September 2, 2015


Local

Cultural event called illegal

Protesters decry Eritrean 'mini-festival'

Organizers billed it as a Folklorama-style cultural event, but protesters called it something very different -- an illegal fundraiser for one of the most repressive regimes in the world.

About 20 protesters greeted cars and vans as they inched their way into the parking lot of the St. Joseph's Roman Catholic Church hall on College Avenue Saturday night. Inside the hall, the Walta Cultural Group, an Eritrean band, was performing as part of a "mini-festival."

Protesters say a concert Saturday was a fundraiser for the Eritrean government, one of the most repressive regimes in the world. It's illegal in Canada to give money to the Eritrea for military activities.

DAVID LIPNOWSKI / WINNIPEG FREE PRESS

Protesters say a concert Saturday was a fundraiser for the Eritrean government, one of the most repressive regimes in the world. It's illegal in Canada to give money to the Eritrea for military activities. Photo Store

Protesters with the Eritrean-Canadian Human Rights Group of Manitoba said the band is a military one and is touring Canada accompanied by Zemhret Yohannes, the minister of research and documentation for Eritrea's ruling party. The tour is a fundraiser for Eritrea's military-backed dictatorship, disguised as a cultural event, they said.

A monitoring group's report to the UN earlier this summer red-flagged such festivals, and local human rights lawyer David Matas says the African country has been involved in financing groups associated with terrorism. Allowing the country's leaders into Canada to pass the hat is unacceptable, he said late last week.

In 2010, Canada adopted a UN Security Council resolution prohibiting anyone from providing money to Eritrea for military activities.

Ottawa also made members of the Eritrean People's Liberation Front inadmissible to Canada. The law says it is an organization "known to have engaged in acts of subversion and terrorism."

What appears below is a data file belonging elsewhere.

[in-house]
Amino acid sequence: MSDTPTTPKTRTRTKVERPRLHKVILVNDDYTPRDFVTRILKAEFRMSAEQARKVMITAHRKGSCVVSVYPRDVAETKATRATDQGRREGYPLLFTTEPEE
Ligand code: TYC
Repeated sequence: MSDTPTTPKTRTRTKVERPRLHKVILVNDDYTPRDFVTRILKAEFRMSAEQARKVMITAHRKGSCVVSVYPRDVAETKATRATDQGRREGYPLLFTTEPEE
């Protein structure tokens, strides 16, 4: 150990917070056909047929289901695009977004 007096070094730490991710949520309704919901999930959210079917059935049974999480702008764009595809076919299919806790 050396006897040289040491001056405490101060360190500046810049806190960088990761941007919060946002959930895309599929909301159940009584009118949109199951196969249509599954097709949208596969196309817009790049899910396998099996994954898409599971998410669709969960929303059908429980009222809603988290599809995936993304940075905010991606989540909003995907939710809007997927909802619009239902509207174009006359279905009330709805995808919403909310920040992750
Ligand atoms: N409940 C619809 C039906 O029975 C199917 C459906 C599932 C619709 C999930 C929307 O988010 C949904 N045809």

Still, dozens of local Eritreans paid $35 to attend the event Saturday night. Protesters said many did not realize where their money was going or were simply homesick for Eritrean culture. Or they feared bucking local agents of the Eritrean regime.

"We escaped from these people and now they're in our backyard," said protester Bereket Yohannes, no relation to the minister.

Protesters questioned whether the RCMP or the Canada Border Services Agency was investigating the event and its organizers, and how the minister and the band gained entry into Canada.

They also questioned why officials with St. Joseph's church allowed the group to rent their hall for the event.

Officials with the church and with the Archdiocese of Winnipeg could not be reached Saturday.

Four security guards, local members of the Eritrean community, kept the protesters at bay and ushered cars into the parking lot.

They would not allow a reporter into the event, even with a ticket. Security guards said no one from the event would speak to the media, and would not say where money raised from the event was going.

"It's a cultural event," said one security guard. "You need to leave us alone."

The guard denied the minister was attending, though protesters said the minister attended similar events in recent days in other cities, including Edmonton and Toronto.

maryagnes.welch@freepress.mb.ca

Republished from the Winnipeg Free Press print edition August 19, 2012 A3

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